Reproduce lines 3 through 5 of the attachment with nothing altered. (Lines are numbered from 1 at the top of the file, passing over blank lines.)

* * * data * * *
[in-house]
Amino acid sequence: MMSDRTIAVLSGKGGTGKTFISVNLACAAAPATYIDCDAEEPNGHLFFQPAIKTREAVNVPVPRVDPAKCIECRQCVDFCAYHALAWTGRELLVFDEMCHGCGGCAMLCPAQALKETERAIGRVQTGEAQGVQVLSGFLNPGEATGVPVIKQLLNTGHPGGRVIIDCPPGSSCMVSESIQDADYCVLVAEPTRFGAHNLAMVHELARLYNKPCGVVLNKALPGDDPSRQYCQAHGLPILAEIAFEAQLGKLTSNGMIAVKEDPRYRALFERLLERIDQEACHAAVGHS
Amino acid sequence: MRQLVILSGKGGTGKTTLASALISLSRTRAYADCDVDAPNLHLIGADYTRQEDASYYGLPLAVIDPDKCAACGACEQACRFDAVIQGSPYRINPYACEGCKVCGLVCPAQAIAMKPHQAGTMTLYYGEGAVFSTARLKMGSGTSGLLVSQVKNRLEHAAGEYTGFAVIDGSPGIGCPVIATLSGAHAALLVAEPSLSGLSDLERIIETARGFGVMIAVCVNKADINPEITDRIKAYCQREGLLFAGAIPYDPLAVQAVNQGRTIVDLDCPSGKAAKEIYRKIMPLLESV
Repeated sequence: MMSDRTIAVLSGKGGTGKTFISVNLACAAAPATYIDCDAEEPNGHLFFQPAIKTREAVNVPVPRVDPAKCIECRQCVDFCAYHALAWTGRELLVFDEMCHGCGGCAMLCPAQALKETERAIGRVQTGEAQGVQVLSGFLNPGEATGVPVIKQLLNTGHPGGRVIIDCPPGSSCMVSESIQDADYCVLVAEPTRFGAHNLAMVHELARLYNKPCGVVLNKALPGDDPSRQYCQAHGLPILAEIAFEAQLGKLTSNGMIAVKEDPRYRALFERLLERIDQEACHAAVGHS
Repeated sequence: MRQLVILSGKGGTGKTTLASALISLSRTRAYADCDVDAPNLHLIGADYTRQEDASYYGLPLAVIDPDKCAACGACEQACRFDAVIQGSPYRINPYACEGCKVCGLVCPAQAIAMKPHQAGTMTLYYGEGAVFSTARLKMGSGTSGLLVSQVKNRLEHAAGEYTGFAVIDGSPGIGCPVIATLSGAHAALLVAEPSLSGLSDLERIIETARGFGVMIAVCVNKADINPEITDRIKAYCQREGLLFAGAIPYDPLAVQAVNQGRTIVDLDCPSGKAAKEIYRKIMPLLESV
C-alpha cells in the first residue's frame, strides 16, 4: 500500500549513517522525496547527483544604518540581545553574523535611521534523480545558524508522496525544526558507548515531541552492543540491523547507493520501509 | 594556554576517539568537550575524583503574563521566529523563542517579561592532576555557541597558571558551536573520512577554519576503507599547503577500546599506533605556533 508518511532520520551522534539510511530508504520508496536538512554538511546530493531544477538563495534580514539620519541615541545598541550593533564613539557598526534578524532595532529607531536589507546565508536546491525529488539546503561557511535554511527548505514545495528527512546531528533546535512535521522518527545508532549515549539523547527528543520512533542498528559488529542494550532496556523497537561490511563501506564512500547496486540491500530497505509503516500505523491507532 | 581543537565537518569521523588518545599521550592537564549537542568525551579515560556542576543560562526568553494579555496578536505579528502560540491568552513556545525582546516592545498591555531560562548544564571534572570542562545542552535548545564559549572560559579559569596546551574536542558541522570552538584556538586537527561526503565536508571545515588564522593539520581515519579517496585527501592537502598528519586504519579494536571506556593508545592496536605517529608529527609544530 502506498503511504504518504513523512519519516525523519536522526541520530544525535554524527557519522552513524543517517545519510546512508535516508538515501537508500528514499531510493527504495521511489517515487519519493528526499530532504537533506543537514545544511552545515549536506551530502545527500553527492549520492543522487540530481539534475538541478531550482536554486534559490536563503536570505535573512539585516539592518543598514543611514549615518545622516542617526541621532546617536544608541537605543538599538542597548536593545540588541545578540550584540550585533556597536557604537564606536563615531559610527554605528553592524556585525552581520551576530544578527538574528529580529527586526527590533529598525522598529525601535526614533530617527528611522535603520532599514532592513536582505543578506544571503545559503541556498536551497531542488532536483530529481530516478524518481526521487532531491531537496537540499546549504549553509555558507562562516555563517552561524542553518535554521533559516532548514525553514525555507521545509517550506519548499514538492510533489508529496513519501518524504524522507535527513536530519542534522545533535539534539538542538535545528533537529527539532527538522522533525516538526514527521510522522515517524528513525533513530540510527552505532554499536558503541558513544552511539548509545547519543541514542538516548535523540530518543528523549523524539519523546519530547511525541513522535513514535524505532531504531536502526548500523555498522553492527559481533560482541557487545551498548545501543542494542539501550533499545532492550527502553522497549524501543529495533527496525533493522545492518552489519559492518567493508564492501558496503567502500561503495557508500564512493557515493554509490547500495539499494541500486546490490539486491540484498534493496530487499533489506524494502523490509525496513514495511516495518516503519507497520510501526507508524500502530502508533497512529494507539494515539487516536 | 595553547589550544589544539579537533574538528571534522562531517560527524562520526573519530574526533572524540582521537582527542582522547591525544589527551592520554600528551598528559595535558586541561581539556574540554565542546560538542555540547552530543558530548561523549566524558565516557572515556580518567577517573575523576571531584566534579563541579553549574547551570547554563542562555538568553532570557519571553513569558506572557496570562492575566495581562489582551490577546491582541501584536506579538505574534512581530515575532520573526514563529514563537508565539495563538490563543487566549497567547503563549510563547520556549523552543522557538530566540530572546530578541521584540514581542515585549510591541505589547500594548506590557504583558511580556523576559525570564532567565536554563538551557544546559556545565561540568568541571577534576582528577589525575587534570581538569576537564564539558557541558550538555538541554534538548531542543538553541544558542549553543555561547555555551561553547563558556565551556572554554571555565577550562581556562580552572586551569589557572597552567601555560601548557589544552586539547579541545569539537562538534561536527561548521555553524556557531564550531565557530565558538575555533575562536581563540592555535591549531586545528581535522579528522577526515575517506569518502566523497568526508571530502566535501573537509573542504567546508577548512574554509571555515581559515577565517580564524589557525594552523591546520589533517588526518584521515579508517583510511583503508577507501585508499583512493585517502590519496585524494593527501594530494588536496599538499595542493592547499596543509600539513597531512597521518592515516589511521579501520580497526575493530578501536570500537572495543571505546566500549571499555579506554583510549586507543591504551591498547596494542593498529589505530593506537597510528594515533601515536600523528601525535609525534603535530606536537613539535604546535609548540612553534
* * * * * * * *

Amino acid sequence: MRQLVILSGKGGTGKTTLASALISLSRTRAYADCDVDAPNLHLIGADYTRQEDASYYGLPLAVIDPDKCAACGACEQACRFDAVIQGSPYRINPYACEGCKVCGLVCPAQAIAMKPHQAGTMTLYYGEGAVFSTARLKMGSGTSGLLVSQVKNRLEHAAGEYTGFAVIDGSPGIGCPVIATLSGAHAALLVAEPSLSGLSDLERIIETARGFGVMIAVCVNKADINPEITDRIKAYCQREGLLFAGAIPYDPLAVQAVNQGRTIVDLDCPSGKAAKEIYRKIMPLLESV
Repeated sequence: MMSDRTIAVLSGKGGTGKTFISVNLACAAAPATYIDCDAEEPNGHLFFQPAIKTREAVNVPVPRVDPAKCIECRQCVDFCAYHALAWTGRELLVFDEMCHGCGGCAMLCPAQALKETERAIGRVQTGEAQGVQVLSGFLNPGEATGVPVIKQLLNTGHPGGRVIIDCPPGSSCMVSESIQDADYCVLVAEPTRFGAHNLAMVHELARLYNKPCGVVLNKALPGDDPSRQYCQAHGLPILAEIAFEAQLGKLTSNGMIAVKEDPRYRALFERLLERIDQEACHAAVGHS
Repeated sequence: MRQLVILSGKGGTGKTTLASALISLSRTRAYADCDVDAPNLHLIGADYTRQEDASYYGLPLAVIDPDKCAACGACEQACRFDAVIQGSPYRINPYACEGCKVCGLVCPAQAIAMKPHQAGTMTLYYGEGAVFSTARLKMGSGTSGLLVSQVKNRLEHAAGEYTGFAVIDGSPGIGCPVIATLSGAHAALLVAEPSLSGLSDLERIIETARGFGVMIAVCVNKADINPEITDRIKAYCQREGLLFAGAIPYDPLAVQAVNQGRTIVDLDCPSGKAAKEIYRKIMPLLESV